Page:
A Snapshot of Autistic Neurology ~ Part 3: Information Processing – The Gaps

This is the third part of a five-part blog series with this outline

Part One: Personal Background Information (Release Date: 3-16-22)
Part Two: Information Storage – Bridge Pieces (Release Date: 3-30-22)
Part Three: Information Processing – The Gaps (Release Date: 4-13-22)
Part Four: Information Retrieval – Canoe Transportation (Release Date: 4-27-22)
Part Five: Conclusion (Release Date: 5-11-22)

The Gaps: Information Processing

When the gaps are what she’s getting
after searching through her stone islands of information
she experiences a huge frustration,

but tries hard not to let anyone know it
by trying to insure that her behaviors won’t show it
so nobody will know that she’s coming up empty,
not able to supply whatever it is they are after,
whatever it is they want her to know
(and she probably does, but can’t tell what it is just then).

Most of the time she wants to join in
to take her place (or any place!) in the world,
but she’s “drawing a blank,”
as that expression goes,
because the gaps are so empty.
She doesn’t want empty. She’d rather be friendly.
She tries to join in. She may laugh or smile,
but in a short while
all the world-people are mad again.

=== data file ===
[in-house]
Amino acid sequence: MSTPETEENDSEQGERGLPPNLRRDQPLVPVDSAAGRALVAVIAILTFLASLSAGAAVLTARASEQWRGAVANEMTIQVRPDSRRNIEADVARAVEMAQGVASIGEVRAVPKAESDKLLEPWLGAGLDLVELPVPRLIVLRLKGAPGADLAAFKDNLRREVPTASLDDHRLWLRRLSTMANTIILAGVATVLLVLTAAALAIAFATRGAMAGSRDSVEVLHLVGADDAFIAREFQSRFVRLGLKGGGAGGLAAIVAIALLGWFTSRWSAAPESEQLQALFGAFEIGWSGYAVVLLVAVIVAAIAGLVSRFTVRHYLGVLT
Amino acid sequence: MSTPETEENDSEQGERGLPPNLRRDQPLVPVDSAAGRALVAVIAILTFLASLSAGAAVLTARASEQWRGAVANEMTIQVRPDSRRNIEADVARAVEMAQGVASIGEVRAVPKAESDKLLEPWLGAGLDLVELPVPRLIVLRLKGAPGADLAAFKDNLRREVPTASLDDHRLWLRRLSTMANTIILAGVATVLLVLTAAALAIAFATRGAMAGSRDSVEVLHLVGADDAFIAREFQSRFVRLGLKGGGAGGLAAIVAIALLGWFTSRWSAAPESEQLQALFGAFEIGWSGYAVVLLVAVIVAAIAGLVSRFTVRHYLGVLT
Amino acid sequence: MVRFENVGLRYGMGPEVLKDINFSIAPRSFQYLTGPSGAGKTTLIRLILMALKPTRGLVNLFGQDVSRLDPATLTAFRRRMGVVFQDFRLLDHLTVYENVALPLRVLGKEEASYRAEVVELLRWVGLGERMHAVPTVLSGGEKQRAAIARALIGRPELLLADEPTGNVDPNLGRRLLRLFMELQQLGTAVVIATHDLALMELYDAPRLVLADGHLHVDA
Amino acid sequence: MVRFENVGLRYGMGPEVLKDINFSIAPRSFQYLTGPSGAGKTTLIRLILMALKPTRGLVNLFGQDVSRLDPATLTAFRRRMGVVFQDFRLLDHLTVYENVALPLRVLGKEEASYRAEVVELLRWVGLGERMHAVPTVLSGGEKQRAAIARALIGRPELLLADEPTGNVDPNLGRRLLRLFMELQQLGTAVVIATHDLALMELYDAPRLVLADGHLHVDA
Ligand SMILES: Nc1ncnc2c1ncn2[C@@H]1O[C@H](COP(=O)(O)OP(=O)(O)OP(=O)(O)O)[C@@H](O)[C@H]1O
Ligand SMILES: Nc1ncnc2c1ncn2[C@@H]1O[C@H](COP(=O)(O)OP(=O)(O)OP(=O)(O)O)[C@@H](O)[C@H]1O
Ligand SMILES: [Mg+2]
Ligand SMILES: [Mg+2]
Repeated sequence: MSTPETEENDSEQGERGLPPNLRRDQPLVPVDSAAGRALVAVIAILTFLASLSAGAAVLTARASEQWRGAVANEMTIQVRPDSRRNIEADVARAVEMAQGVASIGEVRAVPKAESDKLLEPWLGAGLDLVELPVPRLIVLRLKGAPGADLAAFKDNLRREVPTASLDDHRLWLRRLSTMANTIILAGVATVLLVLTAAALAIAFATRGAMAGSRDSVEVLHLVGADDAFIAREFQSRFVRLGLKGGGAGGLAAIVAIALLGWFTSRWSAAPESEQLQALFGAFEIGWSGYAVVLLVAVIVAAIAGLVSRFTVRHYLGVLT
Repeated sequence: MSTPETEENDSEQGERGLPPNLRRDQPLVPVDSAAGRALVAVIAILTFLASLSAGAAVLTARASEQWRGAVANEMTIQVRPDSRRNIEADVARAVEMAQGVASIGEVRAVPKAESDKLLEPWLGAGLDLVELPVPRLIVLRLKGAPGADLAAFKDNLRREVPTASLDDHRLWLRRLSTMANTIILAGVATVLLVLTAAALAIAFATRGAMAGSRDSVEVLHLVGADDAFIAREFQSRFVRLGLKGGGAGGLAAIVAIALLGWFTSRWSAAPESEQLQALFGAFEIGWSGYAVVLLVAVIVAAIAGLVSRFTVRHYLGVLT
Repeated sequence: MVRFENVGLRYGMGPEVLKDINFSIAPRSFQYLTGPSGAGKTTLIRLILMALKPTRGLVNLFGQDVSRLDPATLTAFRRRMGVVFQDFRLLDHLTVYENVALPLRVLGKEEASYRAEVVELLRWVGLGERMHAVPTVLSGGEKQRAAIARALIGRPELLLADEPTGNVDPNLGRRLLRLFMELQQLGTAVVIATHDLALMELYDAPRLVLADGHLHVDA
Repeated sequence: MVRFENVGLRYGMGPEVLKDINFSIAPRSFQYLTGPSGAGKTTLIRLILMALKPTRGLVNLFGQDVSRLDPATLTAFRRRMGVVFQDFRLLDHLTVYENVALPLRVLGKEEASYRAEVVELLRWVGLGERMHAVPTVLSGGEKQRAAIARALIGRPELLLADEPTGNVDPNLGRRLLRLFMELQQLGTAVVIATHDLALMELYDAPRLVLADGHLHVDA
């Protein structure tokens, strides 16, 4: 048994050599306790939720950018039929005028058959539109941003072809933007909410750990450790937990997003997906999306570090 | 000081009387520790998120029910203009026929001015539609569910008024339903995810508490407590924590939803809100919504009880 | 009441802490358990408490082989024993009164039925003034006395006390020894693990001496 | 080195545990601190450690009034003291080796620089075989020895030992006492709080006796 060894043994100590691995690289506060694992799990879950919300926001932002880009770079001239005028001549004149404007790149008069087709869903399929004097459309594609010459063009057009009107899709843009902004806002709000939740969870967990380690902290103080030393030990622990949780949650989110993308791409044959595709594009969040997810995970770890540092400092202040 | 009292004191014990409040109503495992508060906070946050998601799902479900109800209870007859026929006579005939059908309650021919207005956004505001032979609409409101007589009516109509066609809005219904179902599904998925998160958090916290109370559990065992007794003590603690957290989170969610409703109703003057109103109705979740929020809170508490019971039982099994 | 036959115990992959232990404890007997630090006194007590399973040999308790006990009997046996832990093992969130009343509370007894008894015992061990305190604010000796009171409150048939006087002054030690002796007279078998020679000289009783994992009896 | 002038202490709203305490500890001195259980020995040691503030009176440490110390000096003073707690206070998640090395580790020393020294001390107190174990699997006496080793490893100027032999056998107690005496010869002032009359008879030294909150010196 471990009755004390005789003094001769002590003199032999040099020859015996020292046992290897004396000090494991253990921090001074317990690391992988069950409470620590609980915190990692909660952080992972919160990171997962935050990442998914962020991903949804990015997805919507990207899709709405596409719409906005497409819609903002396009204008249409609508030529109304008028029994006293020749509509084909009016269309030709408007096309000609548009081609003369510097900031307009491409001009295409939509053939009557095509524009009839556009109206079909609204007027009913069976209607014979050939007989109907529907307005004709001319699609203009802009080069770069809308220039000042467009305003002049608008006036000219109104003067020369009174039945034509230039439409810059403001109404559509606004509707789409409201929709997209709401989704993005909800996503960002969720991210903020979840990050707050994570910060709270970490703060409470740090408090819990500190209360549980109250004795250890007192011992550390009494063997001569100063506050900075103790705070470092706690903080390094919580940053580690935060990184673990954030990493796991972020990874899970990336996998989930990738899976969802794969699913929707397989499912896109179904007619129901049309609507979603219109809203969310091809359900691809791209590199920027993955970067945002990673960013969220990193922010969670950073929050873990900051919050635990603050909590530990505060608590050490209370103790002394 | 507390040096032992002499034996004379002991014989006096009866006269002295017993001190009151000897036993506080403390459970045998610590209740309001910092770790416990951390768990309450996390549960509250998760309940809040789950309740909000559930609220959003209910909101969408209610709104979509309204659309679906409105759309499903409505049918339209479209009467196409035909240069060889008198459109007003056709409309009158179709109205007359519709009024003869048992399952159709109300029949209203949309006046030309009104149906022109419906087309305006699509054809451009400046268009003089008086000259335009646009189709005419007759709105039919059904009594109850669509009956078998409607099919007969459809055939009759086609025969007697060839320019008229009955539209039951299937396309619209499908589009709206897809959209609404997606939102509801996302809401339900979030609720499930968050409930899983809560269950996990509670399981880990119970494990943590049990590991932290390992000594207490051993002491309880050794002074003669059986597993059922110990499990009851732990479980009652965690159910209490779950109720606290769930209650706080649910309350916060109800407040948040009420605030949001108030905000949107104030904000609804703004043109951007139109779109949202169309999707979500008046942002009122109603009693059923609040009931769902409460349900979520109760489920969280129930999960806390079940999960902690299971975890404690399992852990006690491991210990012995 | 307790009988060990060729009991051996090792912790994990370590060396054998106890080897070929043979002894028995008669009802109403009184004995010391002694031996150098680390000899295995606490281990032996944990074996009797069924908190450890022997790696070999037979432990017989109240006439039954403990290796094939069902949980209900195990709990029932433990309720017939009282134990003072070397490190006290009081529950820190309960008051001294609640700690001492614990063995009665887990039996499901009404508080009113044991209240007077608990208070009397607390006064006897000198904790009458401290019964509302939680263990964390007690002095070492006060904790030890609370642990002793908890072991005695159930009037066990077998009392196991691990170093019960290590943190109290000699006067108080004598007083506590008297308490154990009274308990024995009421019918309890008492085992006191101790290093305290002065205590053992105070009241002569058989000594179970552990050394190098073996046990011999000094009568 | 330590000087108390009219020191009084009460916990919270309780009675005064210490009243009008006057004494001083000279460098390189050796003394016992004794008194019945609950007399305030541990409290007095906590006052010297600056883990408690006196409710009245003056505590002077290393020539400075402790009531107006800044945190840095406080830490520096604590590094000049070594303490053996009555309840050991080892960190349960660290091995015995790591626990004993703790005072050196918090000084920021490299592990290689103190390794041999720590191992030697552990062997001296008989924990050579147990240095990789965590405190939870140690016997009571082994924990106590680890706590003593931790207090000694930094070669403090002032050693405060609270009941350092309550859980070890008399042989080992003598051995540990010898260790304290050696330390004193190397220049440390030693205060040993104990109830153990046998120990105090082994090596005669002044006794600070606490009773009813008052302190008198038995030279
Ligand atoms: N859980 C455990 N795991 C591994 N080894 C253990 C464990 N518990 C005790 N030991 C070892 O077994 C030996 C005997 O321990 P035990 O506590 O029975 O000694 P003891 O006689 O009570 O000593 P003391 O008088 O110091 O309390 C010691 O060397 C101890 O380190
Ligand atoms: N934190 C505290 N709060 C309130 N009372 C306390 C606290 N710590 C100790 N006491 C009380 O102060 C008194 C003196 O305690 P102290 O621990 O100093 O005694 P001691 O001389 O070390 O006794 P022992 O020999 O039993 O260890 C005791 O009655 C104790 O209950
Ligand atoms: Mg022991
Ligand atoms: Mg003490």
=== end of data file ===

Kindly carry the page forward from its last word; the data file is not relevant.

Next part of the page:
And that is how it is most of the time
when she tries to take part and act like they want her to act.
She can for awhile, but then “draws a blank”
when the gaps come up
where there should be bridges.

Selection from Autistically Thriving: Reading Comprehension, Conversational Engagement, and Living a Self-Determined Life Based on Autistic Neurology, pg. 109.

The first photo is an afghan I crocheted to match an acrylic I painted some years earlier.


Note: The author is a mental health therapist and is also autistic. She intentionally uses identity-first language (rather than person-first language), and invites the reader, if interested, to do further research on the preference of most autistic adults to refer to themselves using identity-first language.


Endow, J. (2021). Executive Function Assessment. McFarland, WI: Judy Endow.

Endow, J. (2019).  Autistically Thriving: Reading Comprehension, Conversational Engagement, and Living a Self-Determined Life Based on Autistic Neurology. Lancaster, PA: Judy Endow.

Endow, J. (2012). Learning the Hidden Curriculum: The Odyssey of One Autistic AdultShawnee Mission, KS: AAPC Publishing.

Endow, J. (2006).  Making Lemonade: Hints for Autism’s Helpers. Cambridge, WI: CBR Press.

Endow, J. (2013).  Painted Words: Aspects of Autism Translated. Cambridge, WI: CBR Press.

Endow, J. (2009b).  Paper Words: Discovering and Living With My Autism. Shawnee Mission, KS: AAPC Publishing.

Endow, J. (2009a).  Outsmarting Explosive Behavior: A Visual System of Support and Intervention for Individuals With Autism Spectrum DisordersShawnee Mission, KS: AAPC Publishing.

Endow, J. (2010).  Practical Solutions for Stabilizing Students With Classic Autism to Be Ready to Learn: Getting to Go. Shawnee Mission, KS: AAPC Publishing.

Myles, B. S., Endow, J., & Mayfield, M. (2013).  The Hidden Curriculum of Getting and Keeping a Job: Navigating the Social Landscape of Employment. Shawnee Mission, KS: AAPC Publishing.